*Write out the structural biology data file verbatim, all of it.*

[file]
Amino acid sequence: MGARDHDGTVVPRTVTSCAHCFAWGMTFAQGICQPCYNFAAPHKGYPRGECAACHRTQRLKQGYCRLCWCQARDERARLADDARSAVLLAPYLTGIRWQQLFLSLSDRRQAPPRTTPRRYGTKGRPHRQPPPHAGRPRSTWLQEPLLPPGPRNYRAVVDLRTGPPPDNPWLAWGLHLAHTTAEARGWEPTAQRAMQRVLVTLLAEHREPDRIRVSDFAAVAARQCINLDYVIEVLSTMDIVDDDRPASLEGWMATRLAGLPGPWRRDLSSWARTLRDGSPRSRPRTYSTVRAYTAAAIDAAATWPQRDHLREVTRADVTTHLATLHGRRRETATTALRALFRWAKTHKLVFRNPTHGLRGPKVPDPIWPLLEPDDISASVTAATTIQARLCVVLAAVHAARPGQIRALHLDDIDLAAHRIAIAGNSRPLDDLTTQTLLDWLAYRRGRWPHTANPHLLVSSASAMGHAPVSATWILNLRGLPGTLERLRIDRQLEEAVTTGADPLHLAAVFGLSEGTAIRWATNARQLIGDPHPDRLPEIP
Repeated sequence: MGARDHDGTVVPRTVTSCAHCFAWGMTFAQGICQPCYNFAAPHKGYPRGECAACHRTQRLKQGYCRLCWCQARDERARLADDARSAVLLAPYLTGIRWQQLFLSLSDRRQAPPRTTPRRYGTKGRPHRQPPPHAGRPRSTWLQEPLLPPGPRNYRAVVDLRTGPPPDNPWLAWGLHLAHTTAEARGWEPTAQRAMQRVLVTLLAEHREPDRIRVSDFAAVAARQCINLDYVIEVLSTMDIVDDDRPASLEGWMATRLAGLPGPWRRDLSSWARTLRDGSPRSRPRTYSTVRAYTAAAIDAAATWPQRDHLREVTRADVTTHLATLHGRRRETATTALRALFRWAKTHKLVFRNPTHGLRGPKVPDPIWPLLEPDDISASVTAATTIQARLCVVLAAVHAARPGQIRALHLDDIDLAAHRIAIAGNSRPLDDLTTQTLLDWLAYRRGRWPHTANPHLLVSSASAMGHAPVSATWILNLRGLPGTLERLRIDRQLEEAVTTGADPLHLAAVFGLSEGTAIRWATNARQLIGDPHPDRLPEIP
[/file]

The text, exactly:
Amino acid sequence: MGARDHDGTVVPRTVTSCAHCFAWGMTFAQGICQPCYNFAAPHKGYPRGECAACHRTQRLKQGYCRLCWCQARDERARLADDARSAVLLAPYLTGIRWQQLFLSLSDRRQAPPRTTPRRYGTKGRPHRQPPPHAGRPRSTWLQEPLLPPGPRNYRAVVDLRTGPPPDNPWLAWGLHLAHTTAEARGWEPTAQRAMQRVLVTLLAEHREPDRIRVSDFAAVAARQCINLDYVIEVLSTMDIVDDDRPASLEGWMATRLAGLPGPWRRDLSSWARTLRDGSPRSRPRTYSTVRAYTAAAIDAAATWPQRDHLREVTRADVTTHLATLHGRRRETATTALRALFRWAKTHKLVFRNPTHGLRGPKVPDPIWPLLEPDDISASVTAATTIQARLCVVLAAVHAARPGQIRALHLDDIDLAAHRIAIAGNSRPLDDLTTQTLLDWLAYRRGRWPHTANPHLLVSSASAMGHAPVSATWILNLRGLPGTLERLRIDRQLEEAVTTGADPLHLAAVFGLSEGTAIRWATNARQLIGDPHPDRLPEIP
Repeated sequence: MGARDHDGTVVPRTVTSCAHCFAWGMTFAQGICQPCYNFAAPHKGYPRGECAACHRTQRLKQGYCRLCWCQARDERARLADDARSAVLLAPYLTGIRWQQLFLSLSDRRQAPPRTTPRRYGTKGRPHRQPPPHAGRPRSTWLQEPLLPPGPRNYRAVVDLRTGPPPDNPWLAWGLHLAHTTAEARGWEPTAQRAMQRVLVTLLAEHREPDRIRVSDFAAVAARQCINLDYVIEVLSTMDIVDDDRPASLEGWMATRLAGLPGPWRRDLSSWARTLRDGSPRSRPRTYSTVRAYTAAAIDAAATWPQRDHLREVTRADVTTHLATLHGRRRETATTALRALFRWAKTHKLVFRNPTHGLRGPKVPDPIWPLLEPDDISASVTAATTIQARLCVVLAAVHAARPGQIRALHLDDIDLAAHRIAIAGNSRPLDDLTTQTLLDWLAYRRGRWPHTANPHLLVSSASAMGHAPVSATWILNLRGLPGTLERLRIDRQLEEAVTTGADPLHLAAVFGLSEGTAIRWATNARQLIGDPHPDRLPEIP